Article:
The diocesan Bishop is the chief teacher, sanctifier, and shepherd of God’s people. Most Bishops are given a diocese to govern spiritually, making sure the priests, deacons, pastoral workers and catechists in their diocese are preaching the Gospel and teaching sound doctrine to the flock. He is the principal teacher. The Bishop is the primary dispenser of all the sacraments. He has oversight of the liturgy.
He possesses the fullness of Orders, so that the fullness of Christ’s grace can flow through in sacramental form, to the sanctification of the faithful. Through his relationships with the priests of his diocese, the Bishop is able to shepherd the people of his diocese. The Bishops have been given a special outpouring of grace, to continue the work that the Apostles started.
When the seat of the Bishop is vacant (sede vacante), either the Consultors elect a Diocesan Administrator, or the Pope appoints an Apostolic Administrator. Either one serves as the ordinary (officer of the church) for a diocese until a new Bishop is appointed. The (Apostolic) Administrator generally holds the same authority as a diocesan bishop, but he is restricted by canon law in certain matters.
A Coat of Arms is traditional in heraldry. Symbols are placed on a shield which is often surrounded by distinctive markings to denote the occupation of the person and in this manner personal recognition is afforded. It is customary in the Church for each Bishop to have his own Coat of Arms. As his distinctive mark of his office, a Bishop has a hat, cords and twelve tassels placed around his shield. In coloured reproductions these are all in green, there is also a cross behind the shield with one cross bar.
Looking at Bishop Llanos’ shield we see that it is divided in three. The upper third bears the crest of the Llanos family from the 16th century in southern Spain. The castle in the centre denotes authority and leadership with a tiger on either side being the guardians of that authority. The gold background represents hope, the green represents peace and the red, chivalry.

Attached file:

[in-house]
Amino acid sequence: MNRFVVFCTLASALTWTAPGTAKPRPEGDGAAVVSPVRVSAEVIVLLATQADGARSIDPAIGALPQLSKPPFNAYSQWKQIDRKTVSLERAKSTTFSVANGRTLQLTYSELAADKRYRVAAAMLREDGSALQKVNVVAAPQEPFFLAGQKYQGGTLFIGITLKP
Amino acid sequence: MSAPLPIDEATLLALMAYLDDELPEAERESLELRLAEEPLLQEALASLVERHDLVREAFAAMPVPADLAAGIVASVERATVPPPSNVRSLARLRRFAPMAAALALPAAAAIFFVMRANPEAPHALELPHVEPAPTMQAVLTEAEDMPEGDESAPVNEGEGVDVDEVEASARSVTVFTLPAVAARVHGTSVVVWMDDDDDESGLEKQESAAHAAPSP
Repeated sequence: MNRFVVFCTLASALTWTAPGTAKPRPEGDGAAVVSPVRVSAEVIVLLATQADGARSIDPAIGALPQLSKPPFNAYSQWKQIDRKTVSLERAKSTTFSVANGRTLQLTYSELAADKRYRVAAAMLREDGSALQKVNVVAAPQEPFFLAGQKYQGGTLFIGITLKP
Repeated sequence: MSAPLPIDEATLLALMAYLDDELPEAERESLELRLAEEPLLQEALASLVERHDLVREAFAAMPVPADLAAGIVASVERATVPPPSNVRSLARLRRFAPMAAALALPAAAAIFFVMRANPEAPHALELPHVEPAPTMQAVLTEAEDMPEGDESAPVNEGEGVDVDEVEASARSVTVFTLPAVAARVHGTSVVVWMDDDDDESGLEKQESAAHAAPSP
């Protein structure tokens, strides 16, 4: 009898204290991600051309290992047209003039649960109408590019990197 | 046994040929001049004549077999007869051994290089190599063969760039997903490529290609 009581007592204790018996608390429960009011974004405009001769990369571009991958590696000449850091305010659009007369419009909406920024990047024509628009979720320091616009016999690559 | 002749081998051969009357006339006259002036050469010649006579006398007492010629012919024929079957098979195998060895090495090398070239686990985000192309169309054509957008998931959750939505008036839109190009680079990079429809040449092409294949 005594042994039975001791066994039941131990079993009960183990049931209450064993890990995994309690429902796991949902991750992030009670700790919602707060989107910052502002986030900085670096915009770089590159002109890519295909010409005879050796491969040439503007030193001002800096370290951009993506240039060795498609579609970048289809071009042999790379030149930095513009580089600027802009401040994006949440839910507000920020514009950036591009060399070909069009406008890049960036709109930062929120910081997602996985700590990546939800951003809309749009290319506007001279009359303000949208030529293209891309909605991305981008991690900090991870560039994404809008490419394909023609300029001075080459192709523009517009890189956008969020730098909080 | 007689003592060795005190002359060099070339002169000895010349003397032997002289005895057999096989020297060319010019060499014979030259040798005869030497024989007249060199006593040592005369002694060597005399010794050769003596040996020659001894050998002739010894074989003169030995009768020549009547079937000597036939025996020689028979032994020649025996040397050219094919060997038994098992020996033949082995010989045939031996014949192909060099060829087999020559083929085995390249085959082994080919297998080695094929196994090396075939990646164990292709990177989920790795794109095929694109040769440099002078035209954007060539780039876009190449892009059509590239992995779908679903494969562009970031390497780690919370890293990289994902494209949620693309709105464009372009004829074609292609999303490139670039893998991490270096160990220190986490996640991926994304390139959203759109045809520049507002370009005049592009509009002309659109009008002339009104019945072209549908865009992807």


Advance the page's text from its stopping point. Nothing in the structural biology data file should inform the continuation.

The second segment bears a chalice and host in the centre, flanked by a dove on its right and the hearts of Jesus and Mary (Reverse of the Miraculous Medal) on its left. The chalice and host speak of the Eucharist which is the source and summit of our Catholic faith and centre of the Church’s life. The dove symbolizes the Holy Spirit who is the gift of Grace that is the life of the Church and all its members. The hearts of Jesus and Mary contain the miracle of love, after which we all strive for perfection in Christ. The blue background represents the waters of Baptism and new life. The spiritual life of Bishop Robert Llanos is centred on these three elements.
The third segment bears three symbols that pertain to the beloved nation of Antigua and Barbuda. The sugar mill symbolizes the historical past of the people of Antigua and Barbuda and the Antiguan black pineapple, its national fruit.
The image of the Holy Family reminds us of the centrality and importance of family life for the Church and the nation. Bishop Robert Llanos therefore sees his ministry as at the service of family life, Church and nation.
The motto which the Coat of Arms carries ‘Do Whatever He Tells You’ comes from the biblical passage on the wedding feast at Cana. This instruction indicates that Bishops Llanos’ life and ministry as a Bishop comes under the protection and guidance of the Blessed Virgin Mary under whose authority he seeks to do the will of God in the service of God’s people. As in the wedding feast at Cana, obedience to the will of God is always fruitful and life-giving to those who partake of it. This command is therefore an instruction to the whole Church.